The number of children in schools in Kenya has grown considerably since the passage of the Free Primary School Education (FPSE) Act in 2003, which contributed to a near-threefold increase in the pupil population. But achieving an increase in pupil numbers is not the same thing as achieving greater parity in Kenyan education. It is a well-established fact that students across the country do not have equal opportunities, and social inequalities within schools manifest themselves in several ways.
Inequalities in WASH provision
Firstly, inequalities in water, sanitation and hygiene (WASH) provision in schools across the country have been a common problem for many years. On matters of water, sanitation, and health service provision, some schools fare much better than others, as a study from 2016 by Save the Children demonstrated. It was found that, in this particular study, the source of inequalities in WASH provision centred on whether a school was “NGO supported” or not. One of the key observations from the report was that schools which were protected and supervised by NGOs generally had more thorough and more purposeful WASH provision than schools that were not supervised by NGOs. In the words of the authors of the study, it was a difference of “mostly functional and clean” facilities versus “partially functional and somewhat clean” facilities.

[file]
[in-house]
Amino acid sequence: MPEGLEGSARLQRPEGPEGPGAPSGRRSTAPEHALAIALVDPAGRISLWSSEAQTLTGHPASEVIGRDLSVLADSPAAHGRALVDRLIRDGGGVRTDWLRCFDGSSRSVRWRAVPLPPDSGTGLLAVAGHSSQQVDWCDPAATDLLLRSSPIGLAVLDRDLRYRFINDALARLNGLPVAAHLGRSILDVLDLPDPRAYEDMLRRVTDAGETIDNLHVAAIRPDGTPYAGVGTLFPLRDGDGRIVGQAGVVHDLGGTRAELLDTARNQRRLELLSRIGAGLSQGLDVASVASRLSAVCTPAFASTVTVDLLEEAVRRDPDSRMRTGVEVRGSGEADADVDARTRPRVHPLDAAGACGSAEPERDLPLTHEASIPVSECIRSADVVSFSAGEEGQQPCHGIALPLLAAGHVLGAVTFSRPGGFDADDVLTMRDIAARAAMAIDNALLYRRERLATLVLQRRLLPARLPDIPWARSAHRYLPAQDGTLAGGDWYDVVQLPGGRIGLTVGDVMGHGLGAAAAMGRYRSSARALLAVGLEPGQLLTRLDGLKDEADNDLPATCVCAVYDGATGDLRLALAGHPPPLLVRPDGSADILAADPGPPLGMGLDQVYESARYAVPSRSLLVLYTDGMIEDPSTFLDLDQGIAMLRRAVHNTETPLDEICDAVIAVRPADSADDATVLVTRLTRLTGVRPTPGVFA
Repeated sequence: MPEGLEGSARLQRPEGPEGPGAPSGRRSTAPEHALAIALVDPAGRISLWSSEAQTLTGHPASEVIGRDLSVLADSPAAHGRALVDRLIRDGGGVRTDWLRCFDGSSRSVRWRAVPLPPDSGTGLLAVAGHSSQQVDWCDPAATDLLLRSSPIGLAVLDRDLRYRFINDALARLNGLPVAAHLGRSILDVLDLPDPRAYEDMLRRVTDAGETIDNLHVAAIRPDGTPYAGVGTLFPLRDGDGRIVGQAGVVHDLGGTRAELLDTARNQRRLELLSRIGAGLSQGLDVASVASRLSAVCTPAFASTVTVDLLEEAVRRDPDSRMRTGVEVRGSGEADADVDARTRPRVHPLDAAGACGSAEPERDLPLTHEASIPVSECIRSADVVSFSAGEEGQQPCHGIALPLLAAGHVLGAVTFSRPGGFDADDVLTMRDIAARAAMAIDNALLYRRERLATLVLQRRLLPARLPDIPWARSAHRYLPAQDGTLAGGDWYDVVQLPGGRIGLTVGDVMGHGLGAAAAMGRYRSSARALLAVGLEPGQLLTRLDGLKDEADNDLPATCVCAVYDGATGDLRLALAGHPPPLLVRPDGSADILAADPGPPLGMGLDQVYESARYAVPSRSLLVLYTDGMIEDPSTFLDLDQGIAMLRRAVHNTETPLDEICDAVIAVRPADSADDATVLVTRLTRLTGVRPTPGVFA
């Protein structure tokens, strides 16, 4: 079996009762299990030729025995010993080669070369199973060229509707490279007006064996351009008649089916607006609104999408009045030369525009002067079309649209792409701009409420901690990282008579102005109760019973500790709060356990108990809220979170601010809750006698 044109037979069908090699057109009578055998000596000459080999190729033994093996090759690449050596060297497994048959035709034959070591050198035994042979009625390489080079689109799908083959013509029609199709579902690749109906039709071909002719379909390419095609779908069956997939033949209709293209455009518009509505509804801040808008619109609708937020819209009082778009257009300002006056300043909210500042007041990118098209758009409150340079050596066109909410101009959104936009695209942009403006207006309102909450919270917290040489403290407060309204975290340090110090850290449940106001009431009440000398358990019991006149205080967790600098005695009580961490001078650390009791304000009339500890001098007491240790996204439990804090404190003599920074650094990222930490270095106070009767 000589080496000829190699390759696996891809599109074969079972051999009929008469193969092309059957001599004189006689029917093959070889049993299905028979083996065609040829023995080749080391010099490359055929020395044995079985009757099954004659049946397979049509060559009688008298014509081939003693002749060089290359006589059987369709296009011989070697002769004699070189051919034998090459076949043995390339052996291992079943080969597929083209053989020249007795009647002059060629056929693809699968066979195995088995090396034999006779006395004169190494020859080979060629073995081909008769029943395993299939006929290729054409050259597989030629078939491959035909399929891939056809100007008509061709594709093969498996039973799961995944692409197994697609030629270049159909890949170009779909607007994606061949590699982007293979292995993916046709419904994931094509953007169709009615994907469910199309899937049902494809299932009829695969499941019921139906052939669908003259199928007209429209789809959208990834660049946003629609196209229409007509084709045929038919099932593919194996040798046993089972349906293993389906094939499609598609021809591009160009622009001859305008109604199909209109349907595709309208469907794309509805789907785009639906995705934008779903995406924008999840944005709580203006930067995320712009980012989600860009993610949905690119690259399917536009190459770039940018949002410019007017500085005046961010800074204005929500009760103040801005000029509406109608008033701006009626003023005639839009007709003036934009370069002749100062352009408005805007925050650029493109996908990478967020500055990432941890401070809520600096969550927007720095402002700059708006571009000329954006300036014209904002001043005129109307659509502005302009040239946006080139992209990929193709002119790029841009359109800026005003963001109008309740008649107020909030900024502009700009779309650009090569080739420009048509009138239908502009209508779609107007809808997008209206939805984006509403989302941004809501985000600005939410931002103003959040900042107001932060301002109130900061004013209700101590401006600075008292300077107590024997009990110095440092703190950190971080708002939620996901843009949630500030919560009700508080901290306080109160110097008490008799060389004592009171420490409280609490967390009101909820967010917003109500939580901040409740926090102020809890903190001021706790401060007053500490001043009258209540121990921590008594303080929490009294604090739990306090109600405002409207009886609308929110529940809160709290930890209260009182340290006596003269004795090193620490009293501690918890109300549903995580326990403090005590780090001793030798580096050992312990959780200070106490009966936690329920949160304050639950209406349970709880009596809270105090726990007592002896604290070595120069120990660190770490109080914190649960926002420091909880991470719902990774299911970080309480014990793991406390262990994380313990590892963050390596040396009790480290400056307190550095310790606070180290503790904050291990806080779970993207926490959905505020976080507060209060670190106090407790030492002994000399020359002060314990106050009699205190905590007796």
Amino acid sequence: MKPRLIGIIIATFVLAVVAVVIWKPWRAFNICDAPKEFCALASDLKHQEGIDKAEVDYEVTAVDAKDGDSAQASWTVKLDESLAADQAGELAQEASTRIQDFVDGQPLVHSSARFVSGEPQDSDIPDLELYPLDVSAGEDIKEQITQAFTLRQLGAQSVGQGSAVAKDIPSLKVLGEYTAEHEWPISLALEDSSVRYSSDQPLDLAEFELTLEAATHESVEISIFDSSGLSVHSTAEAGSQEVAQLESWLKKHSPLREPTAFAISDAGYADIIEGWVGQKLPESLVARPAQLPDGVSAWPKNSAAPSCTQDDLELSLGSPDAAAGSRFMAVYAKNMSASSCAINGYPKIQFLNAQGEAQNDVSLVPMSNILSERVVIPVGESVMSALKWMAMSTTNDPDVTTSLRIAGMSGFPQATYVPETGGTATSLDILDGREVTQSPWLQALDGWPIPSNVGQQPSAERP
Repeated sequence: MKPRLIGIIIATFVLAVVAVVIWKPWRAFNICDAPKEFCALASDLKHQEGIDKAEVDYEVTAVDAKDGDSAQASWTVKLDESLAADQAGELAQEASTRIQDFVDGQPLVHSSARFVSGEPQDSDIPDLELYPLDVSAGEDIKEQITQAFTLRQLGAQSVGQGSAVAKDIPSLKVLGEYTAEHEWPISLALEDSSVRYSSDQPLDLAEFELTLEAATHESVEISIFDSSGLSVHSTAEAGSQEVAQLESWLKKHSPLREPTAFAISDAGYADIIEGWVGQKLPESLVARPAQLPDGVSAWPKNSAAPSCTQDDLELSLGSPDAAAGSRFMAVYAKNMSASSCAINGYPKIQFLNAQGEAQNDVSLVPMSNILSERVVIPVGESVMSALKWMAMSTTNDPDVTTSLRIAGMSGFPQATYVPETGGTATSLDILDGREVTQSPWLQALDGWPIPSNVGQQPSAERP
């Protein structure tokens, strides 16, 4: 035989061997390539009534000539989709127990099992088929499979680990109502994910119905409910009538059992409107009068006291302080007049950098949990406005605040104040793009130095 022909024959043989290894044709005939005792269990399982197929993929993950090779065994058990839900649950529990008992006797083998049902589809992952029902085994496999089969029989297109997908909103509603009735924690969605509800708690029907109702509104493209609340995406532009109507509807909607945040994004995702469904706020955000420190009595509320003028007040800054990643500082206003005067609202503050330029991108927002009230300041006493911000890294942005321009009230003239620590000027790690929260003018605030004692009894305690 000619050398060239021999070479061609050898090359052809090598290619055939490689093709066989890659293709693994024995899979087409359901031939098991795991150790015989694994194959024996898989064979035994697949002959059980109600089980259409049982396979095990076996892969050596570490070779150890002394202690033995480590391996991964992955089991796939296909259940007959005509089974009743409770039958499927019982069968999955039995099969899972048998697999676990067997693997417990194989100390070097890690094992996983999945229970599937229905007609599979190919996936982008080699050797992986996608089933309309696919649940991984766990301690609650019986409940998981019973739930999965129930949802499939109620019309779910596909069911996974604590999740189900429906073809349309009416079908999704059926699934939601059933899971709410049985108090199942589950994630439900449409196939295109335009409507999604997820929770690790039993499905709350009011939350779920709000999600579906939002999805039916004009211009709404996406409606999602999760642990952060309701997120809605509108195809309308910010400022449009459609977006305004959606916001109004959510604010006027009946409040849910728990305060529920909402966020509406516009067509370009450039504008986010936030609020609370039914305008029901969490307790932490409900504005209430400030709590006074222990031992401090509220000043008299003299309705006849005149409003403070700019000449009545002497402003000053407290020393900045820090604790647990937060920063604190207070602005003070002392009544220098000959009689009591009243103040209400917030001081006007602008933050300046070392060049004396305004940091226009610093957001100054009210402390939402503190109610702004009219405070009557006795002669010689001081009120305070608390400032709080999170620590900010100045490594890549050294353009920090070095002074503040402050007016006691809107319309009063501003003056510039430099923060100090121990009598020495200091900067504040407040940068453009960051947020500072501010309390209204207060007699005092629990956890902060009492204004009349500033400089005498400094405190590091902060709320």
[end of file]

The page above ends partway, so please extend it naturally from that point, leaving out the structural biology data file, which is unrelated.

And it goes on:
The study also revealed that, due to budgetary concerns and resource constraints, many schools were simply “unable to prioritise” WASH provision.
But it would be unfair to suggest that efforts across the country to tackle these problems have not been made at all. In 2014, the Nairobi City Council was responsible for dispensing soap and disinfectants across the city’s schools, while the Nairobi City Water and Sewerage Company (NCWSC) has helped to oversee the provision of WASH facilities. But, despite such efforts, the point remains: education in Kenya is a story of inequality.
The “NGO supported”/ “non-NGO supported” dividing line is not the only one in existence. Another source of inequality is the difference in the standard of WASH provision in rural and urban settings. Indeed, over 300 km from Nairobi, in rural Nyansakia, where African Development Choices is working, new and proper toilet facilities are scarcely available in a school of over 700 pupils.
The proper provision of WASH facilities is critical for the maintenance of good health.
When children are young, and they are prioritising their learning, this is particularly vital. And in the age of COVID-19, the importance of proper WASH facilities cannot be overstated. Indeed, the updated description of the UN’s Sustainable Development Goal 6 states, “availability and access to water, sanitation and hygiene (WASH) services is fundamental to fighting the virus and preserving the health and well-being of millions”.
Resource inequalities in schools